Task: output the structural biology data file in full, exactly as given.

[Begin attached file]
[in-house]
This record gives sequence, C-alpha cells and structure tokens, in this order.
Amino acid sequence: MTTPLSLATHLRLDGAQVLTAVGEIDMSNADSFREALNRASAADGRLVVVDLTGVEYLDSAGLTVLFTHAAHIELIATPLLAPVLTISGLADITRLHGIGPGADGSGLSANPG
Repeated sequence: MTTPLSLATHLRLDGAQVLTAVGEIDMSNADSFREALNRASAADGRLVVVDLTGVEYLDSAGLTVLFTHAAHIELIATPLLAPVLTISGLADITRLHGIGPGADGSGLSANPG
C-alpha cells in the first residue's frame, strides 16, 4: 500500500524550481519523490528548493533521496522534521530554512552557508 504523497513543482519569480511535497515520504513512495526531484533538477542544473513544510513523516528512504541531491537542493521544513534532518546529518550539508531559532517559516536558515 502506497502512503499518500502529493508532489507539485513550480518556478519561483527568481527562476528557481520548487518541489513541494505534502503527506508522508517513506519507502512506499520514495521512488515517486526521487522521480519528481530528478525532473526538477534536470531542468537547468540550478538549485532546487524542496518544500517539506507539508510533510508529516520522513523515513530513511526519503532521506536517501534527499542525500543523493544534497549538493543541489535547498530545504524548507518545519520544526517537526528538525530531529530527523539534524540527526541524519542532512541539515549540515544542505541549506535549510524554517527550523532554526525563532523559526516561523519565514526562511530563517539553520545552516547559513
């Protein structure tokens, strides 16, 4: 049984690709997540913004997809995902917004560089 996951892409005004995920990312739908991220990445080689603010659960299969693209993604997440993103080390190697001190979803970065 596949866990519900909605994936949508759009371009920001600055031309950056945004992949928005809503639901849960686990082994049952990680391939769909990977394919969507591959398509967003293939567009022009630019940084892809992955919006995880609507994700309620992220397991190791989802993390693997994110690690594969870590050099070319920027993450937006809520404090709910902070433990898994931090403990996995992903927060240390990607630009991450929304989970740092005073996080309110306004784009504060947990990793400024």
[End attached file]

[in-house]
This record gives sequence, C-alpha cells and structure tokens, in this order.
Amino acid sequence: MTTPLSLATHLRLDGAQVLTAVGEIDMSNADSFREALNRASAADGRLVVVDLTGVEYLDSAGLTVLFTHAAHIELIATPLLAPVLTISGLADITRLHGIGPGADGSGLSANPG
Repeated sequence: MTTPLSLATHLRLDGAQVLTAVGEIDMSNADSFREALNRASAADGRLVVVDLTGVEYLDSAGLTVLFTHAAHIELIATPLLAPVLTISGLADITRLHGIGPGADGSGLSANPG
C-alpha cells in the first residue's frame, strides 16, 4: 500500500524550481519523490528548493533521496522534521530554512552557508 504523497513543482519569480511535497515520504513512495526531484533538477542544473513544510513523516528512504541531491537542493521544513534532518546529518550539508531559532517559516536558515 502506497502512503499518500502529493508532489507539485513550480518556478519561483527568481527562476528557481520548487518541489513541494505534502503527506508522508517513506519507502512506499520514495521512488515517486526521487522521480519528481530528478525532473526538477534536470531542468537547468540550478538549485532546487524542496518544500517539506507539508510533510508529516520522513523515513530513511526519503532521506536517501534527499542525500543523493544534497549538493543541489535547498530545504524548507518545519520544526517537526528538525530531529530527523539534524540527526541524519542532512541539515549540515544542505541549506535549510524554517527550523532554526525563532523559526516561523519565514526562511530563517539553520545552516547559513
């Protein structure tokens, strides 16, 4: 049984690709997540913004997809995902917004560089 996951892409005004995920990312739908991220990445080689603010659960299969693209993604997440993103080390190697001190979803970065 596949866990519900909605994936949508759009371009920001600055031309950056945004992949928005809503639901849960686990082994049952990680391939769909990977394919969507591959398509967003293939567009022009630019940084892809992955919006995880609507994700309620992220397991190791989802993390693997994110690690594969870590050099070319920027993450937006809520404090709910902070433990898994931090403990996995992903927060240390990607630009991450929304989970740092005073996080309110306004784009504060947990990793400024």